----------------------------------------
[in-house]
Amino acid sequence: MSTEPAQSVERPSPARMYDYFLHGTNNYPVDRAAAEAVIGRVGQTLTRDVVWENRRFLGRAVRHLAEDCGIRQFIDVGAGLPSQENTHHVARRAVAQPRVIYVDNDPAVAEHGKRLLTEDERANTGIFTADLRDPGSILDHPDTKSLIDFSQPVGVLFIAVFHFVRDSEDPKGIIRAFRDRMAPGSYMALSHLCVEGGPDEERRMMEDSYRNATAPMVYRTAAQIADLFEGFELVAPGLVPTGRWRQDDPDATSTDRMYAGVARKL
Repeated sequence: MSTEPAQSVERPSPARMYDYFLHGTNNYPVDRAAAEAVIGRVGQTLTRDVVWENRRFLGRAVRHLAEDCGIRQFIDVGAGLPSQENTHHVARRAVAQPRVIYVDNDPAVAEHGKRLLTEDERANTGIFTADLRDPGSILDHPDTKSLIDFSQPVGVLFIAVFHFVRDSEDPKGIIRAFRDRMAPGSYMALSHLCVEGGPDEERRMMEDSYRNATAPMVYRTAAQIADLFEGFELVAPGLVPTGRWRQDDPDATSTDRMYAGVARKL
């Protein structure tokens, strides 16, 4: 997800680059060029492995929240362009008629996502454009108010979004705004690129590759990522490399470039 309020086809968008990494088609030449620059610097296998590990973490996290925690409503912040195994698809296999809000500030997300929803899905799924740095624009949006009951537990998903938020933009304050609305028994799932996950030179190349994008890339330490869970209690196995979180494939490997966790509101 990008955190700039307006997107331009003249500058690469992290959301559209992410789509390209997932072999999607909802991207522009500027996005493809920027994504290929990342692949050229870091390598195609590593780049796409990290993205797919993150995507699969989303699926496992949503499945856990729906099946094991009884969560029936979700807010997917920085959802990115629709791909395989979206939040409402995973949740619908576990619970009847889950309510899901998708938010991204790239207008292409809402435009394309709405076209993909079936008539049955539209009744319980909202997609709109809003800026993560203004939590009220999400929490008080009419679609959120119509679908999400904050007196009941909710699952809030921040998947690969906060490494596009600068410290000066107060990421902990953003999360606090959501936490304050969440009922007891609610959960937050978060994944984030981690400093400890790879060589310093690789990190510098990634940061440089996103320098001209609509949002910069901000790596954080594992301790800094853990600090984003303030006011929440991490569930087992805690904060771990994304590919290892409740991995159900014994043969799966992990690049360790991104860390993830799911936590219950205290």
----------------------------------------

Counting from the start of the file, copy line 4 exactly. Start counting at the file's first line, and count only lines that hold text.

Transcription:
């Protein structure tokens, strides 16, 4: 997800680059060029492995929240362009008629996502454009108010979004705004690129590759990522490399470039 309020086809968008990494088609030449620059610097296998590990973490996290925690409503912040195994698809296999809000500030997300929803899905799924740095624009949006009951537990998903938020933009304050609305028994799932996950030179190349994008890339330490869970209690196995979180494939490997966790509101 990008955190700039307006997107331009003249500058690469992290959301559209992410789509390209997932072999999607909802991207522009500027996005493809920027994504290929990342692949050229870091390598195609590593780049796409990290993205797919993150995507699969989303699926496992949503499945856990729906099946094991009884969560029936979700807010997917920085959802990115629709791909395989979206939040409402995973949740619908576990619970009847889950309510899901998708938010991204790239207008292409809402435009394309709405076209993909079936008539049955539209009744319980909202997609709109809003800026993560203004939590009220999400929490008080009419679609959120119509679908999400904050007196009941909710699952809030921040998947690969906060490494596009600068410290000066107060990421902990953003999360606090959501936490304050969440009922007891609610959960937050978060994944984030981690400093400890790879060589310093690789990190510098990634940061440089996103320098001209609509949002910069901000790596954080594992301790800094853990600090984003303030006011929440991490569930087992805690904060771990994304590919290892409740991995159900014994043969799966992990690049360790991104860390993830799911936590219950205290």